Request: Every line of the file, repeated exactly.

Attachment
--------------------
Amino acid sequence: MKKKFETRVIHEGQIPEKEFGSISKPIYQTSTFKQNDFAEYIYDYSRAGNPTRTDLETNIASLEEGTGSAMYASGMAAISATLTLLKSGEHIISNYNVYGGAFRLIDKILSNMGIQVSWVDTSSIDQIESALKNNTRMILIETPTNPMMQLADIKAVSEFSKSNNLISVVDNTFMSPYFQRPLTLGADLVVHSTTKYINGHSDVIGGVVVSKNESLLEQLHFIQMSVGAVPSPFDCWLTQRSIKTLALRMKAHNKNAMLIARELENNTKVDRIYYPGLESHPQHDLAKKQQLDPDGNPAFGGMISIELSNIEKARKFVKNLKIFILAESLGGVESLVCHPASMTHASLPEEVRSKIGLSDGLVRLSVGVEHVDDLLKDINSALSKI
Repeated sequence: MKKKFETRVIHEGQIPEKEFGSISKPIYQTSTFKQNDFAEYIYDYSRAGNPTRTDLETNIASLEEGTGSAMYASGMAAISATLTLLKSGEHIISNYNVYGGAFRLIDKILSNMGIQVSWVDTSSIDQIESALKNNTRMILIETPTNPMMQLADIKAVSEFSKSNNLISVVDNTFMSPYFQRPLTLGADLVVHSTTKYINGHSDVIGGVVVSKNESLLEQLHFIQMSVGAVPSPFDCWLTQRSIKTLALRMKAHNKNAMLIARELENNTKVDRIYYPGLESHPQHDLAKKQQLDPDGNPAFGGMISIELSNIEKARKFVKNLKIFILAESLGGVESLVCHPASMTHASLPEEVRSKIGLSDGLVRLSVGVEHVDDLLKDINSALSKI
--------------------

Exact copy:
Amino acid sequence: MKKKFETRVIHEGQIPEKEFGSISKPIYQTSTFKQNDFAEYIYDYSRAGNPTRTDLETNIASLEEGTGSAMYASGMAAISATLTLLKSGEHIISNYNVYGGAFRLIDKILSNMGIQVSWVDTSSIDQIESALKNNTRMILIETPTNPMMQLADIKAVSEFSKSNNLISVVDNTFMSPYFQRPLTLGADLVVHSTTKYINGHSDVIGGVVVSKNESLLEQLHFIQMSVGAVPSPFDCWLTQRSIKTLALRMKAHNKNAMLIARELENNTKVDRIYYPGLESHPQHDLAKKQQLDPDGNPAFGGMISIELSNIEKARKFVKNLKIFILAESLGGVESLVCHPASMTHASLPEEVRSKIGLSDGLVRLSVGVEHVDDLLKDINSALSKI
Repeated sequence: MKKKFETRVIHEGQIPEKEFGSISKPIYQTSTFKQNDFAEYIYDYSRAGNPTRTDLETNIASLEEGTGSAMYASGMAAISATLTLLKSGEHIISNYNVYGGAFRLIDKILSNMGIQVSWVDTSSIDQIESALKNNTRMILIETPTNPMMQLADIKAVSEFSKSNNLISVVDNTFMSPYFQRPLTLGADLVVHSTTKYINGHSDVIGGVVVSKNESLLEQLHFIQMSVGAVPSPFDCWLTQRSIKTLALRMKAHNKNAMLIARELENNTKVDRIYYPGLESHPQHDLAKKQQLDPDGNPAFGGMISIELSNIEKARKFVKNLKIFILAESLGGVESLVCHPASMTHASLPEEVRSKIGLSDGLVRLSVGVEHVDDLLKDINSALSKI